NEW YORK: A US jury acquitted a “thrilled” Peruvian former soccer boss at the FIFA corruption trial on Tuesday, allowing him to jet home while two convicted co-defendants await sentencing from behind bars.
The panel cleared 60-year-old Manuel Burga — a former head of Peru’s soccer federation and ex-FIFA development committee member — on one count of racketeering conspiracy on the seventh day of deliberations in New York.
The jury returned the verdict following the Christmas holiday after convicting Jose Maria Marin, former head of Brazil’s Football Confederation and Juan Angel Napout, former head of Paraguayan football on Friday. They were previously deadlocked on Burga.
The Peruvian was arrested in 2015, when the United States unveiled the largest graft scandal in world soccer, indicting 42 officials and marketing executives, as well as the sports company Traffic, with corruption crimes totalling more than $200 million.
But more than two and a half years later, a bribery trial opened in a Brooklyn federal court with only three defendants in the dock — one of whom now walks free.
While the extraordinary trial exposed systemic corruption at the heart of the world’s most popular sport, US federal prosecutors’ case against Burga was considered weak.
Prosecutors themselves conceded that he never received bribery money, despite contending he agreed to. His lawyer said Burga would now fly out of the United States on Tuesday and be reunited with his family in Lima, Peru on Wednesday.
“He is thrilled to be able see his family after two years of this ordeal,” defence lawyer Bruce Udolf told AFP by telephone.
While US prosecutors did a “great job” in investigating the soccer industry, in the case of his client, Udolf said, “the jury reached the right result”.
“There was no evidence that he received any money at all. In fact, the government didn’t even contend that he had,” he added.
At trial, prosecutors accused Burga of intimidating a key witness, Alejandro Burzaco, by twice drawing a finger across his neck in a throat-slashing gesture while the Argentine — who himself plead guilty — testified.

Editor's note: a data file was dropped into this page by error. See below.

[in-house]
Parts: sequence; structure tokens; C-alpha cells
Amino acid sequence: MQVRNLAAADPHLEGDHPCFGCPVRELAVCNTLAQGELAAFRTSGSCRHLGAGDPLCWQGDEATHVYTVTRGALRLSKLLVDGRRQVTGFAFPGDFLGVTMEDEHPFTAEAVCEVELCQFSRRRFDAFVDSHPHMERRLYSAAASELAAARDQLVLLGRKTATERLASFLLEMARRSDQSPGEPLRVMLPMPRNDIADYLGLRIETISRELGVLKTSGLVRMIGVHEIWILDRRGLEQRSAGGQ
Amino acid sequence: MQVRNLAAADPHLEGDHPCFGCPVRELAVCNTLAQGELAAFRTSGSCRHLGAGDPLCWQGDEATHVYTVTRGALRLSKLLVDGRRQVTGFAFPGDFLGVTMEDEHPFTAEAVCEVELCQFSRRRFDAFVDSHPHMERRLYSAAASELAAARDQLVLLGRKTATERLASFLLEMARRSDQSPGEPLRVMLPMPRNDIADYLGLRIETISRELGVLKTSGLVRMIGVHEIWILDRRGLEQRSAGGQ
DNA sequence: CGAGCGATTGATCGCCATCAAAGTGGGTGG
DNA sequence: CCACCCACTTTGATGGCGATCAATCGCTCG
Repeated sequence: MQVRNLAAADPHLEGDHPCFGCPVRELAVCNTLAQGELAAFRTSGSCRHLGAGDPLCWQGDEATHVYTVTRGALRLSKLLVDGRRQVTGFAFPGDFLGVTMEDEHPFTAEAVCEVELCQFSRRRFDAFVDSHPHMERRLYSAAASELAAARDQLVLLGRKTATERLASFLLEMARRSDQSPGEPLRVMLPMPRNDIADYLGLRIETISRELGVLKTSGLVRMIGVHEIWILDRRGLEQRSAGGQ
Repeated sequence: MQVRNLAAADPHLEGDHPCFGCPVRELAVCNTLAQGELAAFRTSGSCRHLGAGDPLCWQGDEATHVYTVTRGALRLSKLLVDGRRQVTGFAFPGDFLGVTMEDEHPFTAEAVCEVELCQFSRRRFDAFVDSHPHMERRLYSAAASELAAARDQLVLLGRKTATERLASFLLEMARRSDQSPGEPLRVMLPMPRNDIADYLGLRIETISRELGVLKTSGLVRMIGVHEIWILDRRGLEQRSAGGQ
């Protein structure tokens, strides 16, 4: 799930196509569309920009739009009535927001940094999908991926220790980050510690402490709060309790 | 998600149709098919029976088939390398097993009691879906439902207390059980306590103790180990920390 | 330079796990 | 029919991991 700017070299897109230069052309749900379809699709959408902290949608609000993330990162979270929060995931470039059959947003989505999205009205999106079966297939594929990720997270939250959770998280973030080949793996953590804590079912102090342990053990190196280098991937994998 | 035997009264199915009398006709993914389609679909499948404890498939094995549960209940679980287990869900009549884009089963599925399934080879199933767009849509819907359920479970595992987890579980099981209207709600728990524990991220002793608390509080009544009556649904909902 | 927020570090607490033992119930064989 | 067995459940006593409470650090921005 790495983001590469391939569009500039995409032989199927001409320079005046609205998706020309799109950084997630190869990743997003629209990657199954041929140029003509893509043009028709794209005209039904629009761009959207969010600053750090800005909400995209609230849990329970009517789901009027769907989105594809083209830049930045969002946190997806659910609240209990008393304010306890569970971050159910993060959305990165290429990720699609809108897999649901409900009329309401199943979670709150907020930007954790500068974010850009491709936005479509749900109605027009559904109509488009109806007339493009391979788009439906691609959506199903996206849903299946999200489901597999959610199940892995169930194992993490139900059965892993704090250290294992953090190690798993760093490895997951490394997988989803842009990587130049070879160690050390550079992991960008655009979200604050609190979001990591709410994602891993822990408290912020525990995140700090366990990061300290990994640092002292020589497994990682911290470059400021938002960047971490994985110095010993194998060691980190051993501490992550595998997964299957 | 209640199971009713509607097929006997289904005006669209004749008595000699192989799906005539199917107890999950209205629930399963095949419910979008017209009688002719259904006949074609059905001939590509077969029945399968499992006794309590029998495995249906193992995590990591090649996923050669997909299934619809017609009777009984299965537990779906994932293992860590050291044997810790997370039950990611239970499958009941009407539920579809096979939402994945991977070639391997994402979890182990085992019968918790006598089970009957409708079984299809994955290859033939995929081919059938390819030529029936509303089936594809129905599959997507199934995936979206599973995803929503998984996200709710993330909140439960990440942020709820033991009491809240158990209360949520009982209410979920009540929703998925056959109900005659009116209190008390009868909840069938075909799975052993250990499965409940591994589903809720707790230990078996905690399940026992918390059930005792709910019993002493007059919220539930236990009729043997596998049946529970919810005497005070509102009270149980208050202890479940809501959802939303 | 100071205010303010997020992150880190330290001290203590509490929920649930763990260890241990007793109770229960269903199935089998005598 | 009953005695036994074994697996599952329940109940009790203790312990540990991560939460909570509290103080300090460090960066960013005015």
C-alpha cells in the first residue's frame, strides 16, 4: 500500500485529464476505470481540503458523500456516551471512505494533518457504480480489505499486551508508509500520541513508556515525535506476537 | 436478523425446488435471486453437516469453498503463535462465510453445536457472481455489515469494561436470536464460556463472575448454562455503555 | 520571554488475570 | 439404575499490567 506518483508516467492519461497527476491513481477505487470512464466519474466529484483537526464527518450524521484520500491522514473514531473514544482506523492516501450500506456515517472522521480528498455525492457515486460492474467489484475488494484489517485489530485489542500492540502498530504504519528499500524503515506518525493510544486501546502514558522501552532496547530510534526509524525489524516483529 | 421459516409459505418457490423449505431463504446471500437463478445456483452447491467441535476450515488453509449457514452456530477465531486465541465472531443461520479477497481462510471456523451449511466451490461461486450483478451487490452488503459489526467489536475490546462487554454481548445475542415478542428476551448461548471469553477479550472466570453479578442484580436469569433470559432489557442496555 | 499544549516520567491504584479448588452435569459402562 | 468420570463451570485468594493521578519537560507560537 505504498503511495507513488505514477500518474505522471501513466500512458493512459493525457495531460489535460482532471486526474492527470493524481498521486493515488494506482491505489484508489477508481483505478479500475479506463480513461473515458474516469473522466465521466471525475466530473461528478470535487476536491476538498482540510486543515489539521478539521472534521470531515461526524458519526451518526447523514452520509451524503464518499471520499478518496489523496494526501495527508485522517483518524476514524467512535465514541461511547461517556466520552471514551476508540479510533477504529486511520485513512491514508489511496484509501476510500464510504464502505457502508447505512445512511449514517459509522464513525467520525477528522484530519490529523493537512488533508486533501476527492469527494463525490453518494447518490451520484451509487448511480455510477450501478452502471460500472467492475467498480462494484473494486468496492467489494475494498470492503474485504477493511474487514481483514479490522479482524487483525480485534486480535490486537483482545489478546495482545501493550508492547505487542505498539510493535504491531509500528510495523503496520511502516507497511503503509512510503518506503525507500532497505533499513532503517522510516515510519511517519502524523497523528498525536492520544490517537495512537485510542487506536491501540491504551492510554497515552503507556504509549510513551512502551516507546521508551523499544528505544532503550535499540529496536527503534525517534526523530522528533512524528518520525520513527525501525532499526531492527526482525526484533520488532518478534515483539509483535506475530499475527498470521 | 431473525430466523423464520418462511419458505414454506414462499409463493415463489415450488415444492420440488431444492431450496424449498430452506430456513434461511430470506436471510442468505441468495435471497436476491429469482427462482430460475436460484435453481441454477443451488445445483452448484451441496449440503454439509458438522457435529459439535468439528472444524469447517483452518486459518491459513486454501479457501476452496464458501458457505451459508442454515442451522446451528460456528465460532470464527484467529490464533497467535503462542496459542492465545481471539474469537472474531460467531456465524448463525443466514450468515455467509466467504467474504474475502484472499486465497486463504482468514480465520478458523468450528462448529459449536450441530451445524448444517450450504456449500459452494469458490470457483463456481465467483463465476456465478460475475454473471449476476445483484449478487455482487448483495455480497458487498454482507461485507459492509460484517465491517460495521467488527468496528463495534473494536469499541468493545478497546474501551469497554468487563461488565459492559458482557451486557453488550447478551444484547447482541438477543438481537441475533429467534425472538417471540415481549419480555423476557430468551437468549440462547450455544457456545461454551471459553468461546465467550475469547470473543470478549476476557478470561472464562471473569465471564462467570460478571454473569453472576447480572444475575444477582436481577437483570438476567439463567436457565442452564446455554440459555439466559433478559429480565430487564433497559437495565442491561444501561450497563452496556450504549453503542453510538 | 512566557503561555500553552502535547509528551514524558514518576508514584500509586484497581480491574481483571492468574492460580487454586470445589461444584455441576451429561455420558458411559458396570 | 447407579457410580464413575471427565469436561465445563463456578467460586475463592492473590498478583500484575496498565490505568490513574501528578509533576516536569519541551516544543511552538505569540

Udolf said his client had scratched his neck but District Judge Pamela Chen thought otherwise and, on November 15, ordered Burga confined with GPS monitoring and stripped him of his access to phone and, except to his lawyer.
The trial lifted the lid on the life of privilege, luxury and excess enjoyed by members of FIFA’s executive committee — of personal chauffeurs, private jets and “presidential treatment,” luxury hotels, meetings in idyllic resorts in the Bahamas or Mauritius, and even cruises on the Danube for wives, children, and grandchildren.
The government amassed 30 million pages of evidence and said Marin, 85, and Napout, 59, were blinded by greed into accepting more than $17 million in bribes. The formerly powerful pair have been in custody since Friday and face at least 10 years in prison.
Marin was convicted on six of seven counts against him, and Napout of three out of five.
Each count carries a maximum sentence of 20 years.
There is currently no date scheduled for their sentencing and their lawyers have vowed to fight to absolve the pair.
Twenty-four of the 42 individuals indicted in May 2015 have cut deals in return for guilty pleas — two of whom have already been sentenced by Chen.
Another 15 remain in their own countries, including Brazilian football confederation president Marco Polo Del Nero, who was earlier this month banned from soccer for 90 days as part of FIFA’s own investigation into corruption.